Chevron to pour $2.5 billion into green and blue hydrogen

Chevron to pour $2.5 billion into green and blue hydrogen

June 30, 2022 0 By Julie Campbell

The US oil giant announced that it would be making the investment into H2 by 2028.

Chevron has announced that it has every intention of being among the oil giants investing in green and blue hydrogen.

The announcement was made by the H2 vice-president who recently spoke at a conference in London.

Though Chevron has been a considerable part of the fossil fuel industry, the world is working toward decarbonization, and the company – like many others in the industry – is turning to green and blue hydrogen as that sector sees a rapid rise. This, according to a senior executive from the Californian company.

Blue hydrogen - Chevron gas station

Last September, the company had already announced that it intended to invest $10 billion into low-carbon technologies by 2028. This also included hydrogen, renewable energy, carbon capture, storage and offsetting, and reducing its own operations’ greenhouse gas emissions. That said, at that time, it didn’t specify exactly how the investment would be broken down.

Chevron has now specified that it would be spending $2.5 billion on green and blue hydrogen.

The announcement was made by Chevron New Energies’ vice president of hydrogen Austin Knight, as cited by Recharge News.

“What you see right now is a shift to broader energy solutions with hydrogen and moving into clean hydrogen,” said Knight. “We want to be part of that ramp-up.”

Chevron has already invested into Hydrogenious, a liquid organic H2 carrier company, as well as Raven SR, a waste-to-H2 company. The energy giant has also entered into a spectrum of collaboration agreements and memoranda of understanding with various organizations focusing on blue and green hydrogen such a Cummins, Caterpillar and Toyota. That said, it has yet to announce any specific projects into which it is investing.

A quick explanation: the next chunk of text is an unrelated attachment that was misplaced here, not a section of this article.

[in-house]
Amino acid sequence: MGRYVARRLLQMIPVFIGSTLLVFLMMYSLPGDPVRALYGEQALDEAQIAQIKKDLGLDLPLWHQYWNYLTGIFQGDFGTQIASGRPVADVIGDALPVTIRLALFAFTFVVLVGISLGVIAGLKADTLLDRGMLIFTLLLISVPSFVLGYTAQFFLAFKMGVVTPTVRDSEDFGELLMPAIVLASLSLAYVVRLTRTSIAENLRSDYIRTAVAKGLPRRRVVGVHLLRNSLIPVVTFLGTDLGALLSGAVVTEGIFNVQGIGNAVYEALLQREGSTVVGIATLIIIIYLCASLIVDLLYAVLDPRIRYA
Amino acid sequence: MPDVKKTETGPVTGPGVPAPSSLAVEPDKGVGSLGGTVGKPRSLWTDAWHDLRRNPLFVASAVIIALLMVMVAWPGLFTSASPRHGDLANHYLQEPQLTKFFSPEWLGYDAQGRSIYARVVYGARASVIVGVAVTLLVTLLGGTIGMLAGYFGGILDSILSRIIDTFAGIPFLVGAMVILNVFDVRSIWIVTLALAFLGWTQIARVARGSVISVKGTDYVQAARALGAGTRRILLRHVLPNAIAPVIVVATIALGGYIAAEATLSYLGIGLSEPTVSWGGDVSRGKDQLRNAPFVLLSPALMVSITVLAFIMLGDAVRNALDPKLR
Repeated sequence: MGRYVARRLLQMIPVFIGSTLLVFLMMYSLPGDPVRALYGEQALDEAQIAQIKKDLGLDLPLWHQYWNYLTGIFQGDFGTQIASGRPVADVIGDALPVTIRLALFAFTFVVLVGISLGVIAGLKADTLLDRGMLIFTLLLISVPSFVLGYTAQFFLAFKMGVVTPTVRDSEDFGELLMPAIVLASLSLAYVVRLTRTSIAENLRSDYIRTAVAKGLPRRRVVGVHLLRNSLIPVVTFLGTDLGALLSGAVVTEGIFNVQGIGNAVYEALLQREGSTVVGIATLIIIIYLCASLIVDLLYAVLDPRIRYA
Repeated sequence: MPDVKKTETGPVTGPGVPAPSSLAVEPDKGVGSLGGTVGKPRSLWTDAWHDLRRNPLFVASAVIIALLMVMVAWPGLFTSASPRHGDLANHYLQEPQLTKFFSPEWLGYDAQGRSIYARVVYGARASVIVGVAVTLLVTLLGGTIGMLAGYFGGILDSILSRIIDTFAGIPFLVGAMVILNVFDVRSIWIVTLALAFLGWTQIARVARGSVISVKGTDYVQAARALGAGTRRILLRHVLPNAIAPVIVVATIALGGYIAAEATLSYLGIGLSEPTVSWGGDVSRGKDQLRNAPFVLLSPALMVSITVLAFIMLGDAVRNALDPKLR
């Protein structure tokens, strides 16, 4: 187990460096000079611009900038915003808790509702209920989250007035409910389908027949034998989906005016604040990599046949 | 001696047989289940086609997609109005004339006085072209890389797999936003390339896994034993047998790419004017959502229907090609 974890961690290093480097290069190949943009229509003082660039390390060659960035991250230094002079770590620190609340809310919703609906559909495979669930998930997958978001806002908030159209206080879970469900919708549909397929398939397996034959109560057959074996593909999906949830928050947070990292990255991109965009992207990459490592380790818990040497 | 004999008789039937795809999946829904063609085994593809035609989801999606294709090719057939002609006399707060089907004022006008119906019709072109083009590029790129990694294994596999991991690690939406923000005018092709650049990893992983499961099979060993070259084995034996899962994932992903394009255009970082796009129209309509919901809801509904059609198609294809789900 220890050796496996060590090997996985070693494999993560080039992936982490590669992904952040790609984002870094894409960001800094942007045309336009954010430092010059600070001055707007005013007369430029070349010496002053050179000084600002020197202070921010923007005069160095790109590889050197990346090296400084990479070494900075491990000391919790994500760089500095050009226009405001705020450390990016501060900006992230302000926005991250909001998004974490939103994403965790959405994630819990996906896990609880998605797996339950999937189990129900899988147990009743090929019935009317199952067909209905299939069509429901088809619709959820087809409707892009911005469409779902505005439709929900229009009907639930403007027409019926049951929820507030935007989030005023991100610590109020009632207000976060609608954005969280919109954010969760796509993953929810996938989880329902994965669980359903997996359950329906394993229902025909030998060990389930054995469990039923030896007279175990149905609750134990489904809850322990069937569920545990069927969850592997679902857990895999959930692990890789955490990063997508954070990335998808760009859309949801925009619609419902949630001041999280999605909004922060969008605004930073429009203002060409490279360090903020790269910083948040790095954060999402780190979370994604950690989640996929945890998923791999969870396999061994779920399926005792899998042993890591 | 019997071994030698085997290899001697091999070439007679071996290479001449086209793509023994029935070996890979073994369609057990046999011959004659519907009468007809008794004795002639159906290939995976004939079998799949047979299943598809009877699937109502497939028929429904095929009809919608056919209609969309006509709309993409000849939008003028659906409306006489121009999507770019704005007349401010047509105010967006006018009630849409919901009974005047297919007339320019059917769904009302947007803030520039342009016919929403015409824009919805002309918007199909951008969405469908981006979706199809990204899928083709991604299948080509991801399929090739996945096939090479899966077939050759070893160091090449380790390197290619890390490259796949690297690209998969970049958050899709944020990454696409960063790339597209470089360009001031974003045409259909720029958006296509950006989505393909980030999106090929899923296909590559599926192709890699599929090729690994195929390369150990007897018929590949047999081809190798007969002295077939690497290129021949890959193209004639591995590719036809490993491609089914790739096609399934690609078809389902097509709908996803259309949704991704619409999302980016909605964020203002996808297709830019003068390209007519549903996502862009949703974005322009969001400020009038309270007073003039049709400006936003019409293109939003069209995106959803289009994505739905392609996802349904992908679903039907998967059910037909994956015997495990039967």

Last year, the company was already investing into green and blue hydrogen energy.

In September 2021, the company announced that it had “agreed on a framework to acquire a stake” in the largest green H2 development joint venture in the United States, the Advanced Clean Energy Storage project. That said, it is unclear as to whether that deal was ever actually signed.

According to Chevron, its plan is to produce 150,000 tons of green and blue hydrogen per year by 2030. That said, the production plans also include grey H2, which is a form produced from unabated methane. Its current H2 production is about one million tons of the grey form annually.

“We should set the rules very clearly around what low carbon actually means, and then let the markets work to deliver real carbon reduction,” said Knight to the London conference.

The green and blue hydrogen production could help shift the company toward clean H2.

Last year, the United States signed the Infrastructure Investment and Jobs Act into law, defining “clean hydrogen” as the forms that are made in a way that will produce 2kg or less of CO2 equivalent emissions from every kilogram of H2 produced.

This wouldn’t be possible in the case of grey H2. That said, for H2 to be considered blue hydrogen, itH2 hydrogen ebook needs to have a minimum of 90 percent of its emitted carbon captured from the steam methane reformation process. However, Chevron’s Gorgon CCS project in Australia has yet to come anywhere near that level of CO2 capture and storage. There, it is capturing 32 percent of the emissions throughout the first five years it has been in operation.

What are the requirements for blue hydrogen

Blue hydrogen needs to have a minimum of 90 percent of its emitted carbon captured from the steam methane reformation process.

Advocates of green H2 had been hopeful that when “clean” hydrogen received a definition in the United States, it would include lifecycle emissions. This would mean that blue forms of H2 made using natural gas and carbon capture would not apply. The reason is that the upstream methane emissions would be included in the CO2 emissions total and would therefore make the process ineligible for government support.